While home has always been where the heart is, it is now the home of work as well.

Which means all forms of  ‘incidental’ exercise – which incidentally was also incredibly healthy for the human form – has been eliminated from the daily routine of millions of ‘office’ workers.

Importantly recent research indicates that 60-75 minutes per day of moderate physical activity seems to eliminate the increased risk of death associated with high sitting time. A more achievable step-count of 7,000 per day could lead to a 60% lower risk of early death from any cause. Just 120 total minutes outside in nature over the space of a week has significant benefits.

So in the interests of our health, we need to recreate getting to work when the office is just a few metres from the bedroom.

WFH, a new business model

A lasting pandemic legacy is business offering flexible working arrangements meaning there will be a significant reduction in the number of commuting trips made per week.

From a transport perspective, working from home has the potential to entrench the car as the norm when engaging in commuting. We see that public transport use remains suppressed (the key ingredient in a rebound in use, aside from the effectiveness of the vaccine, could ironically reduce number of passengers and thus lower levels of crowding making the mode a more attractive proposition when people do need to commute) but car use has all but returned to 2019 levels.

The new more sedentary model us

Reduced active travel will compound increased sedentary behaviour that arises with working from home. There is litany of evidence that points to the detrimental health consequences of sitting too much. In a recent work we’ve found that the amount of time spent sitting by those working from home during the pandemic is high. However, those who made a conscious effort to increase physical activity report lower relative levels of stress and anxiousness. Unfortunately, this group of people is relatively small. A much larger group has been identified, who are not only sitting longer, but have relatively less physical activity, and report worse levels of stress, anxiety, and a lower quality of life.

Walking to home

Rather than reject active travel, working from home provides an opportunity to reframe active travel choices and potentially embed them as a habitual part of the experience. Something that is important now more than ever given that more work from home could lead to more sitting.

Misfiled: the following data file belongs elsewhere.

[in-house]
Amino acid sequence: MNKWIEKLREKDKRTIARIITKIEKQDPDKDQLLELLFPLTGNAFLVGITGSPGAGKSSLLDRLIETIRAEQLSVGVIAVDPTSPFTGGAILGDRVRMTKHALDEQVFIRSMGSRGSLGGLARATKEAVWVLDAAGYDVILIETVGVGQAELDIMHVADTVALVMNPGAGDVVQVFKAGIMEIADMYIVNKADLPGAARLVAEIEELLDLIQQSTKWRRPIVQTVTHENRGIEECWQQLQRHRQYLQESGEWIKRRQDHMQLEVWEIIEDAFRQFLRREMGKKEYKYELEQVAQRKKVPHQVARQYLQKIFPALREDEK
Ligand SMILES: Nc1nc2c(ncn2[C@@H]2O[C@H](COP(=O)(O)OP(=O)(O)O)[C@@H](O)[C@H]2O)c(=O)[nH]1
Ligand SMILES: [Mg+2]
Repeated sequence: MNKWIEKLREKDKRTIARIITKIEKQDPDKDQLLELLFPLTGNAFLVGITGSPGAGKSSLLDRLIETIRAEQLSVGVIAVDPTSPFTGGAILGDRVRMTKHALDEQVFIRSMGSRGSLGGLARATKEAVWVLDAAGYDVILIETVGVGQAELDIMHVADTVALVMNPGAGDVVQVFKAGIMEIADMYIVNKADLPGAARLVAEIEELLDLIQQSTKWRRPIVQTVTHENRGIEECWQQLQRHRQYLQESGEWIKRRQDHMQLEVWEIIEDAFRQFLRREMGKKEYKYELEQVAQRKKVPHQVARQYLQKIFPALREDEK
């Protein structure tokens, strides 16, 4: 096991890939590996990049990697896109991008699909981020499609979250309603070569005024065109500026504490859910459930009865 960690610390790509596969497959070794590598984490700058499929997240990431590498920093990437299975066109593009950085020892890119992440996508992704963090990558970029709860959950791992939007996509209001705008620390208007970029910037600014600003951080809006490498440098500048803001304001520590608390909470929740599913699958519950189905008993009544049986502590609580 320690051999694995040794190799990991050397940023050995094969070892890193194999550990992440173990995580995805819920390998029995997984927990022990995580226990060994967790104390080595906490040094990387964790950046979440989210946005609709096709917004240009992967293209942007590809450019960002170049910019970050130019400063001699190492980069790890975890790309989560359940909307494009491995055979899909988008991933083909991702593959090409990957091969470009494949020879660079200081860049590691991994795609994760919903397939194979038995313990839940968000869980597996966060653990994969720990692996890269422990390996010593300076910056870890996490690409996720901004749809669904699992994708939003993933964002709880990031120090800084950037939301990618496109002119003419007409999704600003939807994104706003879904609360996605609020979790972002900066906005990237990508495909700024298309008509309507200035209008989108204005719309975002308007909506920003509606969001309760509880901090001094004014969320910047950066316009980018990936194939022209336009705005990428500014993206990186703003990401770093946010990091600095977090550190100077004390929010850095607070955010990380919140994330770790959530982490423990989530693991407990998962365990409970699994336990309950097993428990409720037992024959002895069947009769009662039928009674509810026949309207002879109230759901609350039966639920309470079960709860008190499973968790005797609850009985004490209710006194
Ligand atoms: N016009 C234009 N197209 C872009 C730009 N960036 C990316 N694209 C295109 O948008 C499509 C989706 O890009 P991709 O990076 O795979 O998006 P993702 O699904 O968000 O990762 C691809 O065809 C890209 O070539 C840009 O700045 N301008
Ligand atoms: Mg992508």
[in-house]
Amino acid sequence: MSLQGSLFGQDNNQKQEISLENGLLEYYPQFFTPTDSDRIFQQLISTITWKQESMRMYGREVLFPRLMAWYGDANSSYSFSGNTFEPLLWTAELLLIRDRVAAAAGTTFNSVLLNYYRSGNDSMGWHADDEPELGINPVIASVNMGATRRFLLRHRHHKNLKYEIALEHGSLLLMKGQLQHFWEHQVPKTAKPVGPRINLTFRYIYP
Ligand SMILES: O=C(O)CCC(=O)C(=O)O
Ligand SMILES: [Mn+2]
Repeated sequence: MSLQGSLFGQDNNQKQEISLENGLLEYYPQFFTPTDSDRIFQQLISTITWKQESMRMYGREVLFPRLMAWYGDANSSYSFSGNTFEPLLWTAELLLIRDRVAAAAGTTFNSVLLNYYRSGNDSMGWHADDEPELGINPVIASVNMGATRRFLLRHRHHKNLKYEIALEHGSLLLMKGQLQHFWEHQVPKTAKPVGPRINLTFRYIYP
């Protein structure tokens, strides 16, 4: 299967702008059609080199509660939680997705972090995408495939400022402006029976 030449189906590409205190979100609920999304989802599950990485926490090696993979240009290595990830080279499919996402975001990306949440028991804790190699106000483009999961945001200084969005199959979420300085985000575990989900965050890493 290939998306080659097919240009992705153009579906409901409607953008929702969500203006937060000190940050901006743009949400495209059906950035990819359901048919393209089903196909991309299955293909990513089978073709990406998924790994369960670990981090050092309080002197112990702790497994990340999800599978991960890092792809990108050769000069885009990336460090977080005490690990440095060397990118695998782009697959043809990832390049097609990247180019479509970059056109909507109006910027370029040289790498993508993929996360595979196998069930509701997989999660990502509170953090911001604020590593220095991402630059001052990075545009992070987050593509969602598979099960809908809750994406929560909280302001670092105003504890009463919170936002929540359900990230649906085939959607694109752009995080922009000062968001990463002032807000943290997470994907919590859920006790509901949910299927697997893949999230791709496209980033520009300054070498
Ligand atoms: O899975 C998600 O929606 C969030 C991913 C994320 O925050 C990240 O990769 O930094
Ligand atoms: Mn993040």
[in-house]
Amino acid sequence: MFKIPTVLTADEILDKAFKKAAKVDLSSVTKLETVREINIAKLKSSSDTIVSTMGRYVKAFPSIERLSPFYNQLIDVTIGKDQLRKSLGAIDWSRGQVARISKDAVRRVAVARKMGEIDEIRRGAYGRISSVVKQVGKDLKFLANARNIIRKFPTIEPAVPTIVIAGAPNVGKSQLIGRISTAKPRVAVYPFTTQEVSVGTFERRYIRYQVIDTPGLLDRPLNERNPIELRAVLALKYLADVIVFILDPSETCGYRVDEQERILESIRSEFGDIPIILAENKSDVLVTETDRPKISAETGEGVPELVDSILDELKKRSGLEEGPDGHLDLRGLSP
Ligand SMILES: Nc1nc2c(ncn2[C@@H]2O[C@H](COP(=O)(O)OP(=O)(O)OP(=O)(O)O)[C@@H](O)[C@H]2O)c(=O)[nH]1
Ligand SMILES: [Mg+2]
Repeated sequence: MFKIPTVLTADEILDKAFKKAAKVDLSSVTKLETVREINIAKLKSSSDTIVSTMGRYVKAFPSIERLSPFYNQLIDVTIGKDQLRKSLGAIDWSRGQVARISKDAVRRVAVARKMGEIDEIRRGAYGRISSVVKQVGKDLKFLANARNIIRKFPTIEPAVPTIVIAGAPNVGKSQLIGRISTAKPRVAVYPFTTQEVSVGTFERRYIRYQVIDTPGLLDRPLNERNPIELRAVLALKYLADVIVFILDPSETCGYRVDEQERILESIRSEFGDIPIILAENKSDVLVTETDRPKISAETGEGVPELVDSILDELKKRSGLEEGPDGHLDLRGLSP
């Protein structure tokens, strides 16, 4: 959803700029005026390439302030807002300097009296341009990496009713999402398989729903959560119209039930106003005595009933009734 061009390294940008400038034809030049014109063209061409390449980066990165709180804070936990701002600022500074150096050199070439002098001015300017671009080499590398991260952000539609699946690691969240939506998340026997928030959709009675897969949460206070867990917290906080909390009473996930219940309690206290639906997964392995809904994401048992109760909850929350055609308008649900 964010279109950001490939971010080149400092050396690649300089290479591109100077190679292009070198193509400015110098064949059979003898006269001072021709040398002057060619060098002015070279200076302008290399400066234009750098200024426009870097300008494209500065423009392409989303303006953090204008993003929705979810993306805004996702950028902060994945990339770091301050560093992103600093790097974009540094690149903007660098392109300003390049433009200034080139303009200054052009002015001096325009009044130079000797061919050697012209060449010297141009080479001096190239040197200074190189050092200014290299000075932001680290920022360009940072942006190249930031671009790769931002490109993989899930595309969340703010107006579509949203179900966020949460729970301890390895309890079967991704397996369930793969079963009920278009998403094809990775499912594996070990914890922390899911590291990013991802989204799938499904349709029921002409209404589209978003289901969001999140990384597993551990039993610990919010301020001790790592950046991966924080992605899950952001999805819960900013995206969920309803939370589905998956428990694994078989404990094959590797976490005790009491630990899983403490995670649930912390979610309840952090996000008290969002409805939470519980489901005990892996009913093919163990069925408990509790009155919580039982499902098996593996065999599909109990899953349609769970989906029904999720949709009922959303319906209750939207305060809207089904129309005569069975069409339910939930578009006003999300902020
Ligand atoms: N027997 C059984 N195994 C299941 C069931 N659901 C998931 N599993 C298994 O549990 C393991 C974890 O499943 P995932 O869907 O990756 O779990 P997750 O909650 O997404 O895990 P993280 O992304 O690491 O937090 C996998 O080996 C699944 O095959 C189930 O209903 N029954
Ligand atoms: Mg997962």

Innovative organisations see the value of healthier staff. I am aware of several businesses that run ongoing competitions designed to encourage staff to be active. These initiatives should be encouraged and there should be research to identify which interventions work best: the physical and social nature of the workplace is an important moderator of active travel choices.

Walking and bike riding spiked during the pandemic, and the transport community needs to act as swiftly as possible to capitalise on this momentum. The built environment is a crucial facilitator to active travel choices and a radical rethink about suburban based infrastructure investment may be needed.

Rather than the 3 metre walk from the bedroom or kitchen to begin the work day from home, we could encourage people to still engage in an active “commute”: starting the day by walking from home to the local railway station, the closest bus stop, and back again to “work”; and finishing the day by walking from “work” back home in the same way. This can also have the added benefit of creating a clear distinction between when someone is at work and when someone is at home.

People can still walk up the street (and back to the kitchen) for lunch and for those inclined to drink coffee, to the neighbourhood café. Why couldn’t a business reward their employ with a coffee from their local café if they walk for it? With the right approach, gamification could potentially lead to positive outcomes if systematically implemented by workplaces or policy makers.

Rather than being a potential detriment to active travel, working from home should be seen as a possible boon. Given that the significant benefits of active travel may well be found in locations as close as our local neighbourhood, we should be doing all we can to encourage people to continue to walk to work from home before working from home becomes an issue for our hearts.

This insight was originally published as part of the “Thinking outside of the box” series from the Institute of Transport and Logistics Studies. Read the original.

This is part of a series of insights related to Coronavirus (COVID-19) and its impact on business.

Image: Юлія Вівчарик

Matthew is Professor of Decision Making and Choice at The University of Sydney Business School in the Institute of Transport and Logistics Studies. His research focusses on behavioural economics and modelling.


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